23. Oindo BO, de By RA, Skidmore AK (2000) Interannual variability of NDVI and bird species diversity in Kenya. Int J Appl Earth Obs Geoinf 2(3–4):172–180CrossRefGoogle Scholar
  24. Owen JG (1989) Patterns of herpetofaumal species richness: relation to temperature, precipitation, and variance in elevation. J Biogeogr 16(2):141–150CrossRefGoogle Scholar
  25. Pianka ER (1966) Latitudinal gradients in species diversity: a review of concepts. Am Nat 100:33–46CrossRefGoogle Scholar
  26. Podolsky R (1994) Ecological hot spots. A method for estimating biodiversity directly from digital Earth imagery. Earth Obs Mag 30–36Google Scholar
  27. Prince SD (1991) Satellite remote sensing of primary production. Int J Remote Sens 12:1301–1311CrossRefGoogle Scholar
  28. Purvis A, Hector A (2000) Getting the measure of biodiversity. Nature 405:212–219CrossRefGoogle Scholar
  29. Richerson PJ, Lum K (1980) Patterns of plant species diversity in California: relation to weather and topography. Am Nat 116(14):504–536CrossRefGoogle Scholar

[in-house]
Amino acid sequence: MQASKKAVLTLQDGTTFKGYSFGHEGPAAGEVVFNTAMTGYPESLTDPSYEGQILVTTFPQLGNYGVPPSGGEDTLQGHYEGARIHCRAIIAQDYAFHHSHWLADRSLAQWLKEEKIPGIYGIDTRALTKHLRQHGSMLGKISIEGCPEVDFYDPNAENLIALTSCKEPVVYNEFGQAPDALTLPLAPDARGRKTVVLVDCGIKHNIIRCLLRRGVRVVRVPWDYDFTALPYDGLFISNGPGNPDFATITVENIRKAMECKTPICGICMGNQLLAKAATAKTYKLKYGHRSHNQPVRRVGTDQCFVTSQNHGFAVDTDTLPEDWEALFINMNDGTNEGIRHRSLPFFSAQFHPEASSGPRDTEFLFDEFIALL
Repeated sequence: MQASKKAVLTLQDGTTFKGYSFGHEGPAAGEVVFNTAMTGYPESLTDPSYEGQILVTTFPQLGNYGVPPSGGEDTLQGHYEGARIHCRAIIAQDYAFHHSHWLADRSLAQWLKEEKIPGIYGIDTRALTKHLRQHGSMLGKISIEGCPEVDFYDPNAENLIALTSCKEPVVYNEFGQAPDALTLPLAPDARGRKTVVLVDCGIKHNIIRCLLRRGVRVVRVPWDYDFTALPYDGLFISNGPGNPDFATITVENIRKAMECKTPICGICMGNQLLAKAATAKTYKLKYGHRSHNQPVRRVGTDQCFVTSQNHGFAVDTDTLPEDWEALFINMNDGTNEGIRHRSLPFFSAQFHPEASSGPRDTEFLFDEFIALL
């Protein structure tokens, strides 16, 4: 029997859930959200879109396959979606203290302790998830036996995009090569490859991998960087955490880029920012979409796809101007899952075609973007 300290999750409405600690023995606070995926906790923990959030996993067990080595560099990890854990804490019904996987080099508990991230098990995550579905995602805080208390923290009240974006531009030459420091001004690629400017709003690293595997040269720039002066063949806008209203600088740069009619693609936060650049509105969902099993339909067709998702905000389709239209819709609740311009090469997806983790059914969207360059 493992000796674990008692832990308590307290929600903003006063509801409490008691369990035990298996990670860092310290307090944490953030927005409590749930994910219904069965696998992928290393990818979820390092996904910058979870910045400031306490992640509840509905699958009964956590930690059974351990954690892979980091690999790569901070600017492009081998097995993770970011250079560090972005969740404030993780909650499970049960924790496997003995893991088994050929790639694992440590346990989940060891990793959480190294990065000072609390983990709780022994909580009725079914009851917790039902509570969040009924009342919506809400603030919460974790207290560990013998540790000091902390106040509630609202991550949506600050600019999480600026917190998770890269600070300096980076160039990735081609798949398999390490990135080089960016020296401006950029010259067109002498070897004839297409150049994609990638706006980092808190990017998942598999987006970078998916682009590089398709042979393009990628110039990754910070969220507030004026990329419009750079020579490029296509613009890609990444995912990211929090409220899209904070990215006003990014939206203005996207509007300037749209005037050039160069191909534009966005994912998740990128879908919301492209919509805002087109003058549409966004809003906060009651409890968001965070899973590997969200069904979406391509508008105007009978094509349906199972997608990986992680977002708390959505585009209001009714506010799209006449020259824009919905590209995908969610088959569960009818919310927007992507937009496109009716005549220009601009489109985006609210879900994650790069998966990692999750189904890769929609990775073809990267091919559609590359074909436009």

30. Rouse JW, Haas RH, Schell JA, Deering DW (1973) Monitoring vegetation systems in the Great Plains with ERTS. In: Third ERTS Symposium, 10–14 December 1973, Greenbelt, MD. NASA, Washington, DC. SP-351(I), pp 309–317Google Scholar
  31. Running S, Nemani R, Heinsch F, Zhao M, Reeves M, Hashimoto H (2004) A continuous satellite-derived measure of global primary production. Biosci 54:547–560CrossRefGoogle Scholar
  32. Sheliag-Sosonko Y (1999) Rozbudova ecomerezhi Ukrajiny. Phytosociocenter, KyivGoogle Scholar
  33. Skidmore AK, Oindo BO, Said MY (2003) Biodiversity assessment by remote sensing. In: Proceedings of the 30th international symposium on remote sensing of the environment: information for risk management and sustainable development, Nov 10–14, 2003, Honolulu, Hawaii. International Center for Remote Sensing of Environment, Tucson, AZGoogle Scholar
  34. Tang Z, Wang Z, Zheng C, Fang J (2006) Biodiversity in China’s mountains. Front Ecol Environ 4(7):347–352CrossRefGoogle Scholar
  35. Wiens JA (1989) Spatial scaling in ecology. Funct Ecol 3(4):385–397CrossRefGoogle Scholar

Copyright information

© Springer-Verlag Berlin Heidelberg 2013

Authors and Affiliations

  1. 1.Ivan Franko National University of LvivLvivUkraine

Personalised recommendations